DUBAI: British-American filmmaker Christopher Nolan was 7 years old the first time he went to see a James Bond movie at the cinema.
The 007 caper, “The Spy Who Loved Me,” starred Roger Moore and it may have been in that London theater seat, while sat next to his father, that the Nolan we know, the visionary director behind “Inception,” “Interstellar,” and “The Dark Knight” trilogy, was truly born inside of him.
“I’ve tried to retain from that experience the feeling of possibility — that you could jump through that screen and go anywhere in the world and see the most amazing things,” he told Arab News.
“It had such scale, such possibilities. It was pure escapism and an excellent sort of fantasy component to it as well. The car that turns into a submarine, and all of that stuff. I think I’ve spent a lot of my career trying to get back to that. I try to give that feeling to audiences, to take you back to that sense of wonderment about the possibilities of what movies can do and where they can take you,” Nolan said.
It is fitting, then, that for “Tenet,” his most audacious and dizzying film yet, he chose the spy genre to bring audiences into a world that has been brewing in the back of his head for decades — a world in which objects and people can move backward and forward through time in front of your very eyes, and the fate of both the future and the past are in balance.
“People who know my earlier work will recognize some of the tropes like the bullet coming out of the wall and going back into the gun. It’s something that’s used for metaphorical purpose in ‘Memento.’ But here, we try to actually make it concrete and make it a real thing,” Nolan, 50, added.
While the film constantly comes up with new concepts and sequences that have never been attempted on screen before, it is the simple spy story at its heart that keeps audiences grounded, with a charismatic star in John David Washington (“BlacKkKlansman”) and his sidekick played by Robert Pattinson, both who light up the screen, even while their characters go unnamed.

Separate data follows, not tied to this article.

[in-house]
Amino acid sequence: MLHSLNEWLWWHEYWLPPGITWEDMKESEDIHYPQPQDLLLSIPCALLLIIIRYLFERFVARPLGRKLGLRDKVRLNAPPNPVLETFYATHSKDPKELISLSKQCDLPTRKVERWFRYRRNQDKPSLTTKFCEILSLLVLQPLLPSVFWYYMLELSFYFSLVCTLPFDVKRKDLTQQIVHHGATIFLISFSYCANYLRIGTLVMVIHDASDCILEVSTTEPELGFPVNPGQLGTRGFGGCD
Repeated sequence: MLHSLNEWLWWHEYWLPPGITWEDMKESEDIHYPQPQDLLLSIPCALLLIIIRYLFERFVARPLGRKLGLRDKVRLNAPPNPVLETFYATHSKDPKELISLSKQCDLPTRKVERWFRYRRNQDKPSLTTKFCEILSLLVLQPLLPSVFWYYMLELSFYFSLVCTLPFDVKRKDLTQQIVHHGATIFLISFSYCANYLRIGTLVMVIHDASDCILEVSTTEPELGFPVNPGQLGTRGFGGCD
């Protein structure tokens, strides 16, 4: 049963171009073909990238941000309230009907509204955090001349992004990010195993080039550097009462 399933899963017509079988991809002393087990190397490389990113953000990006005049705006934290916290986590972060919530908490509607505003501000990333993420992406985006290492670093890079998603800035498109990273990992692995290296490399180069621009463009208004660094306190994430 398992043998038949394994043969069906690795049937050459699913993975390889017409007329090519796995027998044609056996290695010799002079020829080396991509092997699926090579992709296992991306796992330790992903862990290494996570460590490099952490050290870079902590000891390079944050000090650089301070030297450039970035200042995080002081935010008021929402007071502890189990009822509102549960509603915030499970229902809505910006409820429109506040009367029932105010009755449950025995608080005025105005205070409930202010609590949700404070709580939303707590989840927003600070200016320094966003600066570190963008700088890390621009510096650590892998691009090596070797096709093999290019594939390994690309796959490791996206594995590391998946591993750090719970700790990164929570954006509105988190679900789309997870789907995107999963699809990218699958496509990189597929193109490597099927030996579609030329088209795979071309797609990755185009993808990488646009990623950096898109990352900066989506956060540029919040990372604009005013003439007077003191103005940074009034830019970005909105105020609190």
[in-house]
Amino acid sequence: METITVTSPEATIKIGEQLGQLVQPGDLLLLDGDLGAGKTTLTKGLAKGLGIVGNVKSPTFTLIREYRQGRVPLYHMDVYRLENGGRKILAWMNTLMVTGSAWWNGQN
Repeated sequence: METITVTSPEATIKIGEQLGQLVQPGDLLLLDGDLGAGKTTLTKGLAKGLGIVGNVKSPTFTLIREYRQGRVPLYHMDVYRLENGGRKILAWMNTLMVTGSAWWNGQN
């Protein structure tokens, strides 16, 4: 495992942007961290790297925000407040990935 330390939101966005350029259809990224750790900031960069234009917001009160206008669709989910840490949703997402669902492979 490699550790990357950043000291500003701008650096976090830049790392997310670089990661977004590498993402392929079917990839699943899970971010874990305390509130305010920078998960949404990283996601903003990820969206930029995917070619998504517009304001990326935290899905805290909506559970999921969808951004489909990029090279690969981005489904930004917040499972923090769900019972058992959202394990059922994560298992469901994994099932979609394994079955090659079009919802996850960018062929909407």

For each, the trick was finding a way to avoid getting lost in the grandeur of Nolan’s nearly unfathomable vision and a $225 million production that focused on practical stunts that went as far as to crash a real plane.
The trick was to dive further into their characters. We may never find out much about the past of Washington’s Protagonist, but Nolan and Washington had his whole life mapped out in secret, with Washington spending hours pouring into aspects of his character the audience only sees hinted at.
“It all comes from inside out. It comes from knowing why he’s doing what he is doing, how he got there, what he sees, what he wants, and why he even wanted to sign up for this. I would have diaries and write about his backstory. It was fun,” Washington said.
For Pattinson, who will next don the cowl in 2021’s much-anticipated “The Batman,” he had to find the right emotional reaction to the mind-bending world his character finds himself in. Pattinson settled on sheer, unadulterated joy — and found it worked.
“Once I realized that you could play him as someone who enjoys the chaotic situation that he’s in, then that seemed to be the touchstone for the rest of the character. It’s not pleasurable for any of the characters once you find out the truth of the story. It’s not a great thing to find out. He is just one of those people who say, ‘God, I love this. I love living in a nightmare,’” said Pattinson.
At the center of that nightmare is a man named Andrei Sator, played by Oscar-nominee Kenneth Branagh, an enigmatic man whose relationship with the future may lead to the end of the world.
“He’s a man who plays fast and loose with his own soul. The consequences for humanity are absolutely appalling,” said Branagh. The actor, who has spent a career diving deep into the intricate work of playwright William Shakespeare, found in the screenplay to “Tenet” a world that he could barely get his head around.
“’Tenet’ is the screenplay that I’ve read more than any other screenplay on anything else I’ve worked on. I needed to keep up with its twists, its turns, and its challenges. It’s a very gripping read, but you definitely have to go back. At least, I definitely had to go back. I imagine that might be the case in the cinema.
“It was like a three-dimensional emotional chess puzzle making the movie. Nolan is extraordinary,” added Branagh.